Town board rejects annexation of Davison Road complex

US&J FILE PHOTOThe Switzer building on Davison Road. Cazenovia Recovery pitched a plan to convert the building, which once housed the Niagara County Department of Social Services, to a residential facility for women recovering from drug and alcohol abuse disorders. The Lockport Town Board on Wednesday unanimously rejected a proposal to let the City of Lockport annex the Davison Road complex at the behest of the property owner. 

The Lockport Town Board on Wednesday unanimously rejected a proposal to let the City of Lockport annex the Davison Road complex at the behest of the property owner.

The city-town boundary runs straight through the 17.5 acre property, which includes the 104-year-old former Niagara County infirmary and six other buildings.

A Mulvey Construction Co. subsidiary, LHC Holdings, had asked the city to takeover the entire property to “streamline the development process.” Annexation would allow a developer to go through one series of municipal and planning boards, rather than both the town and city.

But, in its resolution rejecting annexation, the town board wrote that Mulvey’s argument was “not a sufficient reason to justify annexation when weighted against other considerations, including ... reduction of the present and future tax base.”

Dozens of neighbors filled town hall for the meeting and after the vote, broke into applause.

Several speakers said they oppose a proposal by Cazenovia Recovery Systems to develop the property into a mix of low-income apartments and a residential treatment facility for women recovering from substance abuse disorders.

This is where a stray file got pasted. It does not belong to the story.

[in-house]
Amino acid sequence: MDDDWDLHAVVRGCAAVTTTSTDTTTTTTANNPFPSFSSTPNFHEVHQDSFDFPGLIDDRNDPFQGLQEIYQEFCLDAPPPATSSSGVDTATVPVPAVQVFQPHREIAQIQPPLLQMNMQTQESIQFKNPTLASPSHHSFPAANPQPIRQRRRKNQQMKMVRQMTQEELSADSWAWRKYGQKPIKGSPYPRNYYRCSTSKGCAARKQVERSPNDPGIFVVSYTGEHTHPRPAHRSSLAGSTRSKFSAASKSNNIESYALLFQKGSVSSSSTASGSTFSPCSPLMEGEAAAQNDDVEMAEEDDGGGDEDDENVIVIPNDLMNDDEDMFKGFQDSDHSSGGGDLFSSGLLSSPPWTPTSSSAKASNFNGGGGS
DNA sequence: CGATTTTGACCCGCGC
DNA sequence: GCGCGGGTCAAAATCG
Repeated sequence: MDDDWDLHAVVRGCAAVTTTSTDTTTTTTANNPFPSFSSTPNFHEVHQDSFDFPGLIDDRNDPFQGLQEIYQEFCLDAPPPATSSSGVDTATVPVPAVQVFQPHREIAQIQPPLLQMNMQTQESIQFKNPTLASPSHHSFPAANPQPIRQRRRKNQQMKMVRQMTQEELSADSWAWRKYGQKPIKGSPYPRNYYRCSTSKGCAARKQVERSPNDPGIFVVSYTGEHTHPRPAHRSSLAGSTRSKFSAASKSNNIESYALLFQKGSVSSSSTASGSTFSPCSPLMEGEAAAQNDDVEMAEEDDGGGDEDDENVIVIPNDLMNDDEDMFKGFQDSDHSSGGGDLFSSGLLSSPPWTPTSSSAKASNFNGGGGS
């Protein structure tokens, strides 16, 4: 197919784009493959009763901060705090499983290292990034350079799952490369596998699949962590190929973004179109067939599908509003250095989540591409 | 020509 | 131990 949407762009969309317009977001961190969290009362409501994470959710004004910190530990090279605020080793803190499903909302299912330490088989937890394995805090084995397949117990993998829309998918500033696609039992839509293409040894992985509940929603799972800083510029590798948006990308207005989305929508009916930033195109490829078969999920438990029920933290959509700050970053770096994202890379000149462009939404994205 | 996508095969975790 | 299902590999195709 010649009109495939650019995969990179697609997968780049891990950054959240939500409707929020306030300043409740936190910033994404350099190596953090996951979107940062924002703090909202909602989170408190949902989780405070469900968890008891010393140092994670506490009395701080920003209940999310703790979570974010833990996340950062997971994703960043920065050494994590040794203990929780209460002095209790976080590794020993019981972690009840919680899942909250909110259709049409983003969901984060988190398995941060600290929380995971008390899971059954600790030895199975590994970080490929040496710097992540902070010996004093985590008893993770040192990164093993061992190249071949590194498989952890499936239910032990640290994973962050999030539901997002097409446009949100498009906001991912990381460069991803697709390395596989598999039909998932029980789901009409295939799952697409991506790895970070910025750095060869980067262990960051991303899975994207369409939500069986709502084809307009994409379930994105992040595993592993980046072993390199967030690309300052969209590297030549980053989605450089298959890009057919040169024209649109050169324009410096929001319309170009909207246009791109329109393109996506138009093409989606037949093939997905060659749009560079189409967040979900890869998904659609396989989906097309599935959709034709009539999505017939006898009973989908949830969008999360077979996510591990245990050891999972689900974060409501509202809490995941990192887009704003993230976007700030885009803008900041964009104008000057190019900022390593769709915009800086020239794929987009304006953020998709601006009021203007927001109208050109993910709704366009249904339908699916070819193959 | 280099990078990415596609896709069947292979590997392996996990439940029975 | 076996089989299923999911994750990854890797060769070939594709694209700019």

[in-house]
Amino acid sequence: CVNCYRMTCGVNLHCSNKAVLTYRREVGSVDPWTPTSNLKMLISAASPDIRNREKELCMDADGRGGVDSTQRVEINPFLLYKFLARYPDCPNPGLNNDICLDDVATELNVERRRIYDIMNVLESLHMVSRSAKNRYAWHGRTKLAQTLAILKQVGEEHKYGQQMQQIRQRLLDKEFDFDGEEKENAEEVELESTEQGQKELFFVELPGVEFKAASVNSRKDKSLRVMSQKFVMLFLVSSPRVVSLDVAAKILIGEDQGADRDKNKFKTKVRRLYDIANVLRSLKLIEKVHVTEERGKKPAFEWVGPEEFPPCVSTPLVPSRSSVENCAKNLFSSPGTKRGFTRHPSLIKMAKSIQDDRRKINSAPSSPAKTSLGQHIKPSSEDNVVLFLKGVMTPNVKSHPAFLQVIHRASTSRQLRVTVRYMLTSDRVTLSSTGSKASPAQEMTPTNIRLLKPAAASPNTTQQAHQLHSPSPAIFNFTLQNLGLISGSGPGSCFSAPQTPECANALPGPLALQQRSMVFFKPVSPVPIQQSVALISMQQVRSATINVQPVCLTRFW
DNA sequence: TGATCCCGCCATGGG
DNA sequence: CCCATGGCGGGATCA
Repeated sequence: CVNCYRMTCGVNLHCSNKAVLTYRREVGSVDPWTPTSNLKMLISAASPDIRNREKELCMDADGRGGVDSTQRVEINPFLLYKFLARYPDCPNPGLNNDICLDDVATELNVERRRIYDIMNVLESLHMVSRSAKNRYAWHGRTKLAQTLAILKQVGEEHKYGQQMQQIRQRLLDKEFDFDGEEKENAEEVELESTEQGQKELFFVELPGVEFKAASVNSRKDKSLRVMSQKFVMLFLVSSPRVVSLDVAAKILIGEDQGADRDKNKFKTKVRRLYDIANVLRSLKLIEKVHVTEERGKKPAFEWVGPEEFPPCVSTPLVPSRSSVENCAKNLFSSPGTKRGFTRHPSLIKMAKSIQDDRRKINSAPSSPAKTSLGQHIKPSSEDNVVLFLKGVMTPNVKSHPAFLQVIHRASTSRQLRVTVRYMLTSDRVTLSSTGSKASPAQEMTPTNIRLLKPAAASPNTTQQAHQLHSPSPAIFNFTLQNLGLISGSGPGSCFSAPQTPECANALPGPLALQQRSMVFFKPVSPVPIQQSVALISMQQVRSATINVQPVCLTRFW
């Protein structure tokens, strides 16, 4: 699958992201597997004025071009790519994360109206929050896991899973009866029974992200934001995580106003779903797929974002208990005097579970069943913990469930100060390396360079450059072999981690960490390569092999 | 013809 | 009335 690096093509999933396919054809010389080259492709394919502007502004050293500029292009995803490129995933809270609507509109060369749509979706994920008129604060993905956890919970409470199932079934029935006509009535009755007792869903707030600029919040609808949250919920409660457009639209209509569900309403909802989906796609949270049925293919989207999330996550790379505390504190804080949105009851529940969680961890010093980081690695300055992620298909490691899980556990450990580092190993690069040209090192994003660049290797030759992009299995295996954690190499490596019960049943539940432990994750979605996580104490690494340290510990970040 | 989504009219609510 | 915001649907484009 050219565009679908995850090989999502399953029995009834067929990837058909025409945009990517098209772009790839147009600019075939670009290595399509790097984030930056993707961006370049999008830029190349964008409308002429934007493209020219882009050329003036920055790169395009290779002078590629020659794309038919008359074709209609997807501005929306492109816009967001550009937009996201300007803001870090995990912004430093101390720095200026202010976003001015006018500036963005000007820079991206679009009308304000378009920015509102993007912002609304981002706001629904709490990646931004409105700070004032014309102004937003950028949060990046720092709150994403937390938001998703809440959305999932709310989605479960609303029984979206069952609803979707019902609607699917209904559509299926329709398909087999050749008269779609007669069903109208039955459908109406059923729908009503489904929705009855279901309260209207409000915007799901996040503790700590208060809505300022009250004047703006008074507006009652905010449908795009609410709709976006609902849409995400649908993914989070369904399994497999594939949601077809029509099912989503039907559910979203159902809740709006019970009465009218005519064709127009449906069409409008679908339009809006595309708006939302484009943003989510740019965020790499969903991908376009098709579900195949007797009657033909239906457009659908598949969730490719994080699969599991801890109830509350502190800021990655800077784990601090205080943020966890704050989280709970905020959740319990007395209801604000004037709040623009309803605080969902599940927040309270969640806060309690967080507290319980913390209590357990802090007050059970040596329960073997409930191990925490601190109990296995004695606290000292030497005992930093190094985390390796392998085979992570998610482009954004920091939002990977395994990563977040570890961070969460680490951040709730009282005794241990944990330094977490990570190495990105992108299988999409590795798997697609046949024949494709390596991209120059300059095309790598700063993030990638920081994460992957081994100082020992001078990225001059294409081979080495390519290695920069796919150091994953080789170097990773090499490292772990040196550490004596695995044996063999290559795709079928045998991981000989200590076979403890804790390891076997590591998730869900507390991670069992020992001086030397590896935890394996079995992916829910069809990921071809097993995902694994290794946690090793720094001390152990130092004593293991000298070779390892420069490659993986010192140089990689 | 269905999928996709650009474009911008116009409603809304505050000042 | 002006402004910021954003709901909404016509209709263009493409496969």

“I’m against it because I feel low-income housing is going to lower our property values,” said Patricia Walker, of Cambridge Drive.

Neighborhood residents overwhelmingly opposed Cazenovia’s plan at a pair of public forums last month.

Cazenvoia representatives said they sought to provide residential treatment for up to 44 women in recovery, and up to 20 of their children, as well as develop 65 apartment units in five existing structures and five new buildings. The low-income apartments would have been divided between low-income residents and those who completed treatment for substance abuse disorders. Cazenovia has not yet purchased the building or submitted any formal plans for the proposal.

Some common council members had supported the annexation, despite being against the low-income housing and treatment facility, saying it could spur development of the largest vacant property in the city.

“I hope someday we can annex the property,” said 4th Ward Alderman David Wohleben.

However, Wohleben predicted the council will follow the town’s lead and reject annexation.

Neighborhood residents, meanwhile, said they were relieved by the town’s no vote.

“We think it’s a step in the right direction,” said Jim Hagenbach. “We want to keep it residential.”

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